|Scepticism over Mackillop's Canonisation
October 13, 2010
The Catholic church is expecting hundreds of thousands of Australians to watch the canonisation of Mary MacKillop this Sunday.
But not everyone has been swept up by Mary mania. Questions have been raised about how miracles can be verified, and even some Catholics are sceptical about the amount of commercialism surrounding the event, SBS' Peta Jane Madam reports.
All this comes at a bad time for the church, with sexual abuse scandals emerging around the world.
Mention the word "miracle", and some might say - it's the Catholic Church that needs one the most.
"Of anyone alive today, Fr Paul Gardiner knows Mary MacKillop more than most, Richard Saunders told SBS.
As "Postulator," he studied her life for 25 years. He says the focus shouldn't be about miracles , but rather her spirituality and attitude to people.
"Most of all, she had a sort of reverence for people - a sort of awe. I'd say a reverential awe. Now some people may think he's talking nonsense here - No! I know what I'm talking about here, Fr Paul Gardiner told SBS.
Another factor testing people's faith - is "Mary Inc".
Its products range from documentaries, musicals, chocolate biscuits, to special coins, books.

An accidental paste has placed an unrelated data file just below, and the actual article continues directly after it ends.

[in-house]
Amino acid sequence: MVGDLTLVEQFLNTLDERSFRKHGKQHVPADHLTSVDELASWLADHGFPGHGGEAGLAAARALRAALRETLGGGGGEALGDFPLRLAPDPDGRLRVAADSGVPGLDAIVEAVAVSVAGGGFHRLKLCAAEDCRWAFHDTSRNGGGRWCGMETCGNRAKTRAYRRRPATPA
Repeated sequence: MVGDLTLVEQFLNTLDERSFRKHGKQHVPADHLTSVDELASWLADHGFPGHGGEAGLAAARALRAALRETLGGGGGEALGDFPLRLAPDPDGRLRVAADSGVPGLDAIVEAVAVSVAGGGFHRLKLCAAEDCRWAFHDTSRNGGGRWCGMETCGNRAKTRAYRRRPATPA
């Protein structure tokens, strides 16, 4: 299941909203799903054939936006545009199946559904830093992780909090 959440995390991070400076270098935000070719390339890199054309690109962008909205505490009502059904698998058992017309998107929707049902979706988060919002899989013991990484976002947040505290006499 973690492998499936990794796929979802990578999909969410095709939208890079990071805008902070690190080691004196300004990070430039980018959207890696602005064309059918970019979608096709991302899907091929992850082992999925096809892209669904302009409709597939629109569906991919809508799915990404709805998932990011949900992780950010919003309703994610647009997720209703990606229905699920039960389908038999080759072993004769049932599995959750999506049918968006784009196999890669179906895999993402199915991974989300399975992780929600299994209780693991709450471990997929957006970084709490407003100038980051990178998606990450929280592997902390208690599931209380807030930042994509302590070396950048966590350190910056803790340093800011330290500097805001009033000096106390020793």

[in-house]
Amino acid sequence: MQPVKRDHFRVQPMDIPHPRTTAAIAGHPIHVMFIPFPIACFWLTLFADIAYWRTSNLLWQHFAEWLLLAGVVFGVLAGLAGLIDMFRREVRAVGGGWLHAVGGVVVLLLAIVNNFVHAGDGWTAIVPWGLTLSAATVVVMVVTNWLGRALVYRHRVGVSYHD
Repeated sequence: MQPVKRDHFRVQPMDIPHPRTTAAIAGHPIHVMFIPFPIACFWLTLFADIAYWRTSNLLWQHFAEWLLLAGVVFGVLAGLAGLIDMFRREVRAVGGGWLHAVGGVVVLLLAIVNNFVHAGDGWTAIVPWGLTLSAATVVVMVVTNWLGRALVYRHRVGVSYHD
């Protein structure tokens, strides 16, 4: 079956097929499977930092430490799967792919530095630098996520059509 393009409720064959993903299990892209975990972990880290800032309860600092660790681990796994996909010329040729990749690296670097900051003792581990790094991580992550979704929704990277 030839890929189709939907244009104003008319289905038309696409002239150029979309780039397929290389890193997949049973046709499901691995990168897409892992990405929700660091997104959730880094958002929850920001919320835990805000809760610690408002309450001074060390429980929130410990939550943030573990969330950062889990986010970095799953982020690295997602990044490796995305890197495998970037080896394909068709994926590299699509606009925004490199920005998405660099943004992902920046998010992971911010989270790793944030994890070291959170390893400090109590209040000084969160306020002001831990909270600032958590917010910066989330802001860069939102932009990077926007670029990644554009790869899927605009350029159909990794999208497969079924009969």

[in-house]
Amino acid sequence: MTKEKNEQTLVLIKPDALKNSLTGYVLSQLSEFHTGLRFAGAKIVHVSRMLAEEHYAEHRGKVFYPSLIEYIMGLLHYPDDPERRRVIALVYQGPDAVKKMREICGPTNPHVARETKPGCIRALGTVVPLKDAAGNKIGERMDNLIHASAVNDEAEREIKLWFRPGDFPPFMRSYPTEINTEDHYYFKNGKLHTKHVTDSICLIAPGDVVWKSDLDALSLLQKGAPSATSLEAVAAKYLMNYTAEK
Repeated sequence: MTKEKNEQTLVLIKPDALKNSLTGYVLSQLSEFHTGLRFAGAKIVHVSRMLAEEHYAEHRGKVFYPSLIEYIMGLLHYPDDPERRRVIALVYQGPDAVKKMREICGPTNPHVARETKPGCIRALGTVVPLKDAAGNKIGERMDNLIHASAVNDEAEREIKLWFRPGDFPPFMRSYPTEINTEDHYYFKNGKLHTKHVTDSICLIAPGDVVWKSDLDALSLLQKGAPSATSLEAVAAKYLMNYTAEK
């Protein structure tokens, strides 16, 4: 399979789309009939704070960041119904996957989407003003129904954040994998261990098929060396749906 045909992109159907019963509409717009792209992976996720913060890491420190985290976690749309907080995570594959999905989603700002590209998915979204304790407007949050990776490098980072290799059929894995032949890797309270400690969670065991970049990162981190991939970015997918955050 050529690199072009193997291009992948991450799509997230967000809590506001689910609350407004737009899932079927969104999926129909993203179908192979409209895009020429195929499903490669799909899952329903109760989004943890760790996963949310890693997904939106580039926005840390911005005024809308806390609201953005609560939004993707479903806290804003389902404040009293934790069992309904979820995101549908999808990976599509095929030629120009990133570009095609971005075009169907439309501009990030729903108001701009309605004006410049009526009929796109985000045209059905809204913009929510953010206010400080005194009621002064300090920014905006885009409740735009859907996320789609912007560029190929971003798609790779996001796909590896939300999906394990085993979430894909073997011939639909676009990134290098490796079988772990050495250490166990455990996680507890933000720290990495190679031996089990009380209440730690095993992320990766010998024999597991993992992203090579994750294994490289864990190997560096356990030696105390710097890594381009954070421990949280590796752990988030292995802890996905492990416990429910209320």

She is even on the Harbour Bridge.
"I would say those people are coming in to cash in more or less selling their souviners very much as a way of making an honest dollar, but that's not really the Mary we are celebrating," Fr Dan Donovan said.
Fr Gardiner says Mary's opinion would be quite different.
"She would say 'Well, you can't help it. You can't stop people buying and selling things'".
The canonisation has come at a time when church numbers are falling.
A report by the Christian Research Association earlier this year surveyed nearly 2000 people over 16 years.
It suggests 40 percent of Anglicans and Lutherans - now describe themselves as having no religion at all.
The same applied to 36 percent in the Uniting Church, and 28 per cent of Catholics.
Father Donavan says the sexual abuse scandals have played a role in this "crisis of confidence".
Ironically, it's this very area which won Mary MacKillop praise.
Her ex-communication was in part revenge for her sisters dobbing in a local priest abusing children.
Fr Paul Gardiner is at pains to clarify that Mary MacKillop didn't report the offender herself. She was simply - head of the order that did ultimately cause grief for church authorities.
"The Josephites were controversial Christians. They worked among the poor and begged for food and money. The Bishops didn't like that".
"When she stood her ground, it was always done with style. She did it with great respect - she never got nasty, never got personal, never got angry. She did it with reverence."
And it's these virtues which have won Mary MacKillop so many fans.
Regardless of whether people believe in miracles, religion or even God, it seems most agree she is a great Australian.
Any original material on these pages is copyright © BishopAccountability.org 2004. Reproduce freely with attribution.